March 18, 2011 > Hospital Employee and Friend Observe Anniversary of 'Extraordinary Gift'
Hospital Employee and Friend Observe Anniversary of 'Extraordinary Gift'
All anniversaries are special occasions, but some are more memorable than others. For Washington Hospital occupational therapist Christine Renner and her long-time friend Carla Wright, February 16th marked an extraordinary first anniversary, commemorating the day Renner donated her left kidney to Wright.
"I am still so grateful to Chris," Wright notes. "Because of the complicated process of matching organ donors to recipients, it would have been a long wait for me to get a kidney transplant without her 'living donation.' It's difficult to fully thank someone for such an amazing gift."
Renner responds: "I can't believe it has been a whole year. I'm glad that Carla has been able to continue living her life fully. I would certainly still do it for her, knowing everything that I know now."
Today, the two women - who met in the fall of 1975 when they lived in the same dorm at Cottey College in Missouri - are both doing well and are back at work.
"Everything is pretty much back to normal, and I'm working at the hospital now more than ever," Renner says. "I was able to take nine weeks off work, thanks to my hospital co-workers who donated their sick leave to me. I've had no complications following my recovery."
Wright, who lives in Sacramento and is a staff attorney for the U.S. District Court for the Eastern District of California, took a three-month leave before returning to work full time. "Some kidney transplant patients go back to work sooner, but I appreciated the extra recovery time to make sure I was in good health."
Her co-workers also helped Wright during her recovery, just as Renner's did. "When I left work before the surgery, my colleagues gave a going-away party on my birthday, February 11, and gave me three bags full of books from their own collections so I'd have plenty to read during my recovery," Wright says. "They also took over my cases during my absence and brought dinners to my home."
Wright's recovery was more complicated than Renner's because of the risks of organ rejection and infection, but she says, "Now I can do pretty much everything I used to do before. My medication therapy has evened out. I now need only two anti-rejection drugs, taking five pills two times a day. I do avoid buffet restaurants and foods like seafood that have a higher risk of contamination because the anti-rejection drugs suppress my immune system, making infections more of a threat.
"At first I wore a surgical mask to avoid the risk of infection in crowds, but now I even go to the movies without a mask," she adds. "I even traveled to Las Vegas for Thanksgiving with my husband's family, and I just got back from a trip to Kansas to visit relatives in the midst of a 19-inch snowstorm!"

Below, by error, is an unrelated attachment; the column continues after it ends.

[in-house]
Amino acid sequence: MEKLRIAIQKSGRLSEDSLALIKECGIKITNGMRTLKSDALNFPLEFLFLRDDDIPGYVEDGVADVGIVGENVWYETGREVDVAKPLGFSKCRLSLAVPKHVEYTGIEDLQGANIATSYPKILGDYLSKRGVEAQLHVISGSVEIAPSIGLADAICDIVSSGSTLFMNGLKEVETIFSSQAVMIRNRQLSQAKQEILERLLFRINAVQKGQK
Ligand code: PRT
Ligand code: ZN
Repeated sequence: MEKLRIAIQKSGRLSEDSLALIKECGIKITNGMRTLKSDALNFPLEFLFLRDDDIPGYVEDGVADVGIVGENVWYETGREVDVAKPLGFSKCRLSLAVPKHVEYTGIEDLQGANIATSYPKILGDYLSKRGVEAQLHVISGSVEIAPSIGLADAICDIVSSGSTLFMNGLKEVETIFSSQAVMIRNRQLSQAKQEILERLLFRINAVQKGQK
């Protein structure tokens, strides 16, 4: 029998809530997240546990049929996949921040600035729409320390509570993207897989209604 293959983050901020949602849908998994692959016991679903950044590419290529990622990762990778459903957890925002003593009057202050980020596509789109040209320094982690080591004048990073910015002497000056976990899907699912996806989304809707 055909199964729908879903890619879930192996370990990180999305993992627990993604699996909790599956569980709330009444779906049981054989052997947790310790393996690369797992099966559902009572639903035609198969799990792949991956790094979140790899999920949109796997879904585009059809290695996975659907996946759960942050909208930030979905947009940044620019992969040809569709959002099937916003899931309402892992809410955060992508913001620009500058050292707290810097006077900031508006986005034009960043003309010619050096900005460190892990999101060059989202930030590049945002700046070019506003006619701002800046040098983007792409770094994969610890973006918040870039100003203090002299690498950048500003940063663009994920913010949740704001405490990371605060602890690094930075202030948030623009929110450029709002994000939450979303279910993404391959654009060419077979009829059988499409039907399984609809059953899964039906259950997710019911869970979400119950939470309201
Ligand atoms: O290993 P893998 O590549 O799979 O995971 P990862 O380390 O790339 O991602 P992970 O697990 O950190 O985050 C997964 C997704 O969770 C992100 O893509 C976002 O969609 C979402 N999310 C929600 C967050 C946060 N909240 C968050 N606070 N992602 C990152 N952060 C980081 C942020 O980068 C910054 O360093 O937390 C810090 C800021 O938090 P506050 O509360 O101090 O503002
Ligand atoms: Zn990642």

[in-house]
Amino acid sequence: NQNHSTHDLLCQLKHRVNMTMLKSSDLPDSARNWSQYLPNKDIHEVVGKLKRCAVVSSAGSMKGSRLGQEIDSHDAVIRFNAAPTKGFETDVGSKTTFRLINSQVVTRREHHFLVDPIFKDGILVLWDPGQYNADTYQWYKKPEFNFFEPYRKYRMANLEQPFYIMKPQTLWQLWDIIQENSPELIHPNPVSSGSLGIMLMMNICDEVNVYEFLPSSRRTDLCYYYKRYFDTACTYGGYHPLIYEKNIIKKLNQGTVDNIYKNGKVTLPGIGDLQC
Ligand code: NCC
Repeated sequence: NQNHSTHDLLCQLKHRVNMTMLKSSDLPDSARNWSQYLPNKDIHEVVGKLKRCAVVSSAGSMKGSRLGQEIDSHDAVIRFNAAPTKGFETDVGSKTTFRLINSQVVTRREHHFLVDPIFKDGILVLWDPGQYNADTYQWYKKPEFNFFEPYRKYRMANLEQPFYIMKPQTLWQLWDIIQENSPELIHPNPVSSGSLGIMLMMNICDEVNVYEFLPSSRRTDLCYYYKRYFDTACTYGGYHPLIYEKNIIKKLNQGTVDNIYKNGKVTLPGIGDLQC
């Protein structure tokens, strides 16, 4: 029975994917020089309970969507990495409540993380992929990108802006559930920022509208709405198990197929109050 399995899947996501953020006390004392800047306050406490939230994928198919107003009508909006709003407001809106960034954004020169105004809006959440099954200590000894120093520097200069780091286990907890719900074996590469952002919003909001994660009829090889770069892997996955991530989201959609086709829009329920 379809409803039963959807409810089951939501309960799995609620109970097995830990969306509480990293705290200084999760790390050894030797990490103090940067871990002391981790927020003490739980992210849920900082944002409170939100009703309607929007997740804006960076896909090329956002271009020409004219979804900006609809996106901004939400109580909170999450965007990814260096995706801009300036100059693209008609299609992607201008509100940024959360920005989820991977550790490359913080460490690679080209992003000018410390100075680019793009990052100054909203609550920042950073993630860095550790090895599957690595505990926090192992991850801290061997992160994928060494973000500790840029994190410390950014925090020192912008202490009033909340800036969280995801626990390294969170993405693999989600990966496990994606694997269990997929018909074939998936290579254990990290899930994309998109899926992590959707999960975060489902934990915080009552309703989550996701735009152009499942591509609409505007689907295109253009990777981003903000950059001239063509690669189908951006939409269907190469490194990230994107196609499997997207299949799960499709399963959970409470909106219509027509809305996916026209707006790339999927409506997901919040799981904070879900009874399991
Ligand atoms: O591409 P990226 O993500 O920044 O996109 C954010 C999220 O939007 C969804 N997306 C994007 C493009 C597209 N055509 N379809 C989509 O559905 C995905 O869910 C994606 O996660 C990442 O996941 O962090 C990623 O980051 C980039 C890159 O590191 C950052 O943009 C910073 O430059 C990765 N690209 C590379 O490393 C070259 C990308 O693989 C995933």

Renner's year following surgery has been remarkable in a different way, as she experienced several instances of what she describes as "one good turn deserves another." Her quilting group, for example, made her a special quilt using fabrics from the 1940s and '50s, recognizing her love for "retro" objects from that era.
"I've also had patients at the hospital come up to me and share their stories after watching the hospital's video of Carla's and my experience," Renner says. "Another example of someone doing something nice for me because I donated a kidney is that Carla's step-mother has arranged for me to get a kitty - a Bengal cat. She knew that I had lost two of my cats and was considering adopting a new one."
The two friends have seen each other quite frequently over the past year. Both women took part in a panel discussion at an organ transplant conference at U.C. Davis in September, sharing their experience along with other pairs of donors and recipients. Wright traveled to the Bay Area in October to see Renner's remodeled house. The two also took a trip to meet the cat breeder in Manteca and tour around the town of Sonora. Then Renner surprised Wright by traveling to Sacramento on February 11 to celebrate Wright's birthday.
Looking ahead, the friends are planning to give a presentation about organ transplantation on March 26 in Sacramento to fellow members of the International P.E.O. Sisterhood. P.E.O. is the philanthropic educational organization that sponsors and runs their alma mater, Cottey College.
"We're trying to do our part to increase awareness of organ donations," Renner says. "There are approximately 26 million Americans with chronic kidney disease, and we want to encourage people to get tested to see if they are suitable to donate."
They also are planning a more light-hearted reunion. "Years ago, Carla and I watched the royal wedding of Charles and Diana together," Renner explains. "So now we are getting together to watch the wedding of Prince William and Catherine Middleton in April."
Watch Their Story on InHealth
InHealth, a Washington Hospital Channel, is now airing the television program that follows Renner and Wright and through their transplant experience. "Voices InHealth, The Greatest Gift of All" takes a special look at the relationship and generosity of two friends. The show also highlights the California Transplant Donor Network and how organ and tissue transplants offer patients a new chance for a healthy and productive life. InHealth Channel 78 is available to Comcast subscribers in Newark, Union City and Fremont. You can also watch the show from your home computer or mobile device on Washington Hospital's website, www.inhealth.tv.